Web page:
“The check’s in the mail, I tell you!”
Is there anyone who hasn’t either heard or used that line — probably both? It’s right up there with “the dog ate my homework” in the Lame Excuses Hall of Shame.
Back in the day, eyes would roll, often accompanied by a dismissive groan because if the check was, indeed, in the hands of the United States Post Office, it got delivered — on time far more often than late. Rooted in the Constitution itself as a creation of Congress, the Post Office is one of the few government institutions that has historically enjoyed strong public favorability.
Now checks — and bills, and medicines, and legal documents and gifts and greeting cards and everything else that can be addressed, stamped and sent — languish for weeks and even months in the mail.
Customers are being slapped with late charges for missing payment deadlines on snail-mailed bills they’ve yet to receive.
“I had to call the credit card company and tell them that I just got their bill and that it was due three days ago,” said Nancy Long of Port Royal. “I explained that it was not my fault and asked if they could forgo the late fees. They understood and waived it and were nice about it.
“You wonder, though, what that’s going to do to the credit ratings of people, particularly seniors, who don’t have autopay or electronic banking. They’re in a situation they can’t help,” she said.
While Nancy took it in stride, others aren’t so forgiving about hardships — many of them acute — that today’s remarkably late and unreliable mail delivery is causing their businesses and households, and their dissatisfaction has become contagious on Capitol Hill.
Sen. Mark Warner, D-Virginia, has received more than 2,000 postal dysfunction horror stories in just the past month from Virginians. There are seniors who have prescriptions refilled by mail to save money and receive their doses too late. There was a woman in McLean who had the water to her deceased father’s Ohio condo shut off because utility bills being forwarded to her in Virginia took weeks to arrive. A sample in a woman’s home cancer screening kit deteriorated to the point of uselessness by the time it arrived weeks late at a lab for analysis. And there was Warner’s own instance in which a birthday card his cousin mailed him in early December arrived on Feb. 5 after an eight-week odyssey in postal oblivion.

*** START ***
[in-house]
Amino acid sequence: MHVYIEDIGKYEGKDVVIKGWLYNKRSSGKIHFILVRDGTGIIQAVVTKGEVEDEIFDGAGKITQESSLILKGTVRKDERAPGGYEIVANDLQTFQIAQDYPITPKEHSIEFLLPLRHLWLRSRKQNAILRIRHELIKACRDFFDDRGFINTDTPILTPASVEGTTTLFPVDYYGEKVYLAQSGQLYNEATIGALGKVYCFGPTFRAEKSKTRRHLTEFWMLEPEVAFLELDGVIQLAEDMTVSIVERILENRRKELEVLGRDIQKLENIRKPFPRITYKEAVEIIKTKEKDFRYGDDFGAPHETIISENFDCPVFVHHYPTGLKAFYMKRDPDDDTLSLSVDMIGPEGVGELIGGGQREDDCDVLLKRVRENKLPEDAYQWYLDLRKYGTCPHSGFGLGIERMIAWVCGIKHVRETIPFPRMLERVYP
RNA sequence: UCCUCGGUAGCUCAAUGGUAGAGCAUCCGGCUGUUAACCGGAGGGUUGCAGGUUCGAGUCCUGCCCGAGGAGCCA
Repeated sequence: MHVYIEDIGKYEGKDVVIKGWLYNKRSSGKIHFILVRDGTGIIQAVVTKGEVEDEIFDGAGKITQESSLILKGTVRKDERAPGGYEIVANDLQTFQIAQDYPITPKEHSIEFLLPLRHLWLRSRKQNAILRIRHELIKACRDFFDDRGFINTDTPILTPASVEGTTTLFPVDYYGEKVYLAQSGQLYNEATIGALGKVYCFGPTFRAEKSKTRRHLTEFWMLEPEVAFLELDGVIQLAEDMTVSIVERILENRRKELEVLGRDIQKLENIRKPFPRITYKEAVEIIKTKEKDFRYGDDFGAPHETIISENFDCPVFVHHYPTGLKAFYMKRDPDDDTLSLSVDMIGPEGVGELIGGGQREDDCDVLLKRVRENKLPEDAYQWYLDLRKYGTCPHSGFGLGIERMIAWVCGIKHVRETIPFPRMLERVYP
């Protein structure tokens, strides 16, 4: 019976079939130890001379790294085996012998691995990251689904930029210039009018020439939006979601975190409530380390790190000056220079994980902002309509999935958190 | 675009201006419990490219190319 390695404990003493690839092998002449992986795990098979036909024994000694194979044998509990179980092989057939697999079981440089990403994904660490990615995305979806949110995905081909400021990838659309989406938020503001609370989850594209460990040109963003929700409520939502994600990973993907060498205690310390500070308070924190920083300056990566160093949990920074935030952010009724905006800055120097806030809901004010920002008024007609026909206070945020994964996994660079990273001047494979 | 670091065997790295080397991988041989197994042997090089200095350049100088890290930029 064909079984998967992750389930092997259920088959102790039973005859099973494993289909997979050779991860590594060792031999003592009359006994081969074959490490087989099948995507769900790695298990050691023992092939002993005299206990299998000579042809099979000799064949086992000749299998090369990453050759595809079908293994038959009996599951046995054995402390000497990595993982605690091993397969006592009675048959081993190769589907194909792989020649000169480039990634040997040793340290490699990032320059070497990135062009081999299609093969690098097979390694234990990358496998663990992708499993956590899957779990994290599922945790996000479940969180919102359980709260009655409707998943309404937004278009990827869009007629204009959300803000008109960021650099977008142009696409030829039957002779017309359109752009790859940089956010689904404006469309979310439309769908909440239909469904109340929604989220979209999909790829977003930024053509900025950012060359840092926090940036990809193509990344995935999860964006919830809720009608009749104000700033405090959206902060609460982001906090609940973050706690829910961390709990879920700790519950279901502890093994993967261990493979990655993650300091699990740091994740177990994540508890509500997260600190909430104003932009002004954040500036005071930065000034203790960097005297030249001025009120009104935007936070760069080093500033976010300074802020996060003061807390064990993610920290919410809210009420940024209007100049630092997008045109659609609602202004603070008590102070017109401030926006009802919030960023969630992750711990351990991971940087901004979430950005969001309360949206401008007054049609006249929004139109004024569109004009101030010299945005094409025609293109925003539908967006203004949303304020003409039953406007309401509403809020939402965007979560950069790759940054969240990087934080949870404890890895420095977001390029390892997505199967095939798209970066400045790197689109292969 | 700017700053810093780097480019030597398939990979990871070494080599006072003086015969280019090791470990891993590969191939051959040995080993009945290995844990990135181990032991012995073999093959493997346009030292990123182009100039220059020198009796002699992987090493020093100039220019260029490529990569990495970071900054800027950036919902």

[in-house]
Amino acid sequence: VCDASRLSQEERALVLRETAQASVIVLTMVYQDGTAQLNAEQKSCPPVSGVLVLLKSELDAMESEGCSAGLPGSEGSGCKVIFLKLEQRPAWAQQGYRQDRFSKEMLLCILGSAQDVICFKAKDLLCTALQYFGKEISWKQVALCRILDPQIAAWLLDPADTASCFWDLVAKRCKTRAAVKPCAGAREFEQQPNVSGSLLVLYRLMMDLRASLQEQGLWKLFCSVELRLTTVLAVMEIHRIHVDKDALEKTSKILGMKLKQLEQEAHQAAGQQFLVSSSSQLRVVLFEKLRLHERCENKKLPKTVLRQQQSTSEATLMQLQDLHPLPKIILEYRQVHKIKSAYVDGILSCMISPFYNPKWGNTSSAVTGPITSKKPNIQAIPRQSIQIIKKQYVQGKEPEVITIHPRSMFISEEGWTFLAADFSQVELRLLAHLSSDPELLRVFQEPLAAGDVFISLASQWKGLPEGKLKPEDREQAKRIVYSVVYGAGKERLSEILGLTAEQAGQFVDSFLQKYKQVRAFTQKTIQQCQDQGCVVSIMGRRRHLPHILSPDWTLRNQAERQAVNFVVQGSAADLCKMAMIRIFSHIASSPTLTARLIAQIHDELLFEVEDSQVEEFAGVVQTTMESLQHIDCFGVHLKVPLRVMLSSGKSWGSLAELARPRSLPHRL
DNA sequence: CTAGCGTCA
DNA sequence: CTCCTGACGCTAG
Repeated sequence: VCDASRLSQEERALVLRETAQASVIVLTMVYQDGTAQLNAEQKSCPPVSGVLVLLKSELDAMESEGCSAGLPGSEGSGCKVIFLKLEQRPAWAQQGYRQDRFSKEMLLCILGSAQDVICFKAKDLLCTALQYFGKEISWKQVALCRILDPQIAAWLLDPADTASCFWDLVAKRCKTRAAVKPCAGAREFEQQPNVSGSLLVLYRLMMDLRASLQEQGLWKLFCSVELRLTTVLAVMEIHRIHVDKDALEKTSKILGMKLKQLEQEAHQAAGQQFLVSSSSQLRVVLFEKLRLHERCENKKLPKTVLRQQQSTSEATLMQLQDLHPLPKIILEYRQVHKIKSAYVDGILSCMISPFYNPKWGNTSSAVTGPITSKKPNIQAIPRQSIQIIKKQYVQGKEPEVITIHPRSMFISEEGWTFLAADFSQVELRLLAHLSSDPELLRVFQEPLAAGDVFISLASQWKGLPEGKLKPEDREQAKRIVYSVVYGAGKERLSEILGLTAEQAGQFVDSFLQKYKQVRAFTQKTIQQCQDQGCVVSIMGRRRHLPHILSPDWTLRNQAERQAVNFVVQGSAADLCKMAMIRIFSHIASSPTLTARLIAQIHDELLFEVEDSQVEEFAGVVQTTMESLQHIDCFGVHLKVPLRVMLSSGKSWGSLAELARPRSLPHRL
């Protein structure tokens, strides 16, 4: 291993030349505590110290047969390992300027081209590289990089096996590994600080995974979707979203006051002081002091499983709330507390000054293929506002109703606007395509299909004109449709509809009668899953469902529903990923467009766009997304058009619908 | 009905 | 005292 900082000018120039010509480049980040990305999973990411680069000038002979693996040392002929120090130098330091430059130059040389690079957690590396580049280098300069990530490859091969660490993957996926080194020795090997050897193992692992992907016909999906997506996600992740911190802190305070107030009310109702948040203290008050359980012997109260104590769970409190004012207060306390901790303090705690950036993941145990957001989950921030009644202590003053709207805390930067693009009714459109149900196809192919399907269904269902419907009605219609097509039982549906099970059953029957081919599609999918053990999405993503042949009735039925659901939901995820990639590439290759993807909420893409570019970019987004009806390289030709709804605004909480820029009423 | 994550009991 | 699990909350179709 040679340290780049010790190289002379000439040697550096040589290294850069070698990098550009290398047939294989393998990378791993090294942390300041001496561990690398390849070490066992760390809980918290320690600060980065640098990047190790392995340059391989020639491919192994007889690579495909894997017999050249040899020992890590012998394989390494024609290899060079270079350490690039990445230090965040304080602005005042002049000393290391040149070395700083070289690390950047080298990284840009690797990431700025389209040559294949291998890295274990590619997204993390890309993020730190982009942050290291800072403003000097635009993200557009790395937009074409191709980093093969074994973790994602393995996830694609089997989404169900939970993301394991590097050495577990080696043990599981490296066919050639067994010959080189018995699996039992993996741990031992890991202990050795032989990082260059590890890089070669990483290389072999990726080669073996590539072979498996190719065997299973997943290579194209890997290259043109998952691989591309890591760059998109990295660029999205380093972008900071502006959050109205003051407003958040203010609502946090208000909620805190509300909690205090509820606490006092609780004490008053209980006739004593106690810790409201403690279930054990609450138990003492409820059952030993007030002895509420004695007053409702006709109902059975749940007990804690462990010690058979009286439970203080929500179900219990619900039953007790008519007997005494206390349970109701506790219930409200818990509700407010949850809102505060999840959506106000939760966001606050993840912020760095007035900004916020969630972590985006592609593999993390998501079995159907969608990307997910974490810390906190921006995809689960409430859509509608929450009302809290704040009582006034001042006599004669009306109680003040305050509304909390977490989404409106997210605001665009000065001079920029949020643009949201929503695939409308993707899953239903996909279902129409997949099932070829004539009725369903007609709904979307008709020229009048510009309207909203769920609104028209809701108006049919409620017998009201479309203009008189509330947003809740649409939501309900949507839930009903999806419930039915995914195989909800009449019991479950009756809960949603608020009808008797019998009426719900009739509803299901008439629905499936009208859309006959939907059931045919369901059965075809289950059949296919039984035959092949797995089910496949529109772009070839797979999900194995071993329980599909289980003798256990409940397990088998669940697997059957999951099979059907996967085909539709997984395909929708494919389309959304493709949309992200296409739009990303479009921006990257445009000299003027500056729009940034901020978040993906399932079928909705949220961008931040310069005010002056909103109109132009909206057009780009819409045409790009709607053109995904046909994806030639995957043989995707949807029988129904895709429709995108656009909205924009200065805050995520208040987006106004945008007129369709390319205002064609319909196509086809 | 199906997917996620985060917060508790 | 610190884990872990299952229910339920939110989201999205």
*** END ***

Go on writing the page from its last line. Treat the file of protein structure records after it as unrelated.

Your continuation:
Warner is part of a bipartisan chorus in Washington who are losing patience with Postmaster General Louis DeJoy. DeJoy inherited substantial problems at the sprawling agency that predates the nation’s founding, and they have worsened since he took charge last summer.
If his name rings a bell, it’s because he was excoriated last summer and fall by Democrats for ordering the removal of mail sorting machinery at post offices across the country just as states put more reliance on voting by mail as a precaution against the coronavirus pandemic. DeJoy was handpicked by former President Donald Trump, who had already made his antipathy toward the postal service in general and mail voting in particular well known. Trump had reckoned — rightly, as it turned out — that voting by mail would give the greatest number of Americans of all ages, health conditions and economic circumstances access to the ballot, and that would be bad news for him.
Some Democrats have pressured President Joe Biden to hasten new appointees onto the USPS Board of Governors, which has the exclusive power to hire and fire postmasters general, with orders to sack DeJoy. Warner isn’t quite to the point of demanding DeJoy’s head on a platter but makes it clear that he wants to see the existing train wreck cleared and the USPS restored to stability and sustainability. Soon!
“Generally, in Virginia, we were running in the low 90s as a percentage of first-class mail arriving on time, meaning three to five days. Those numbers have dropped to mid-40s to the mid-50 percent in most — not everywhere, but most — communities in Virginia,” Warner said.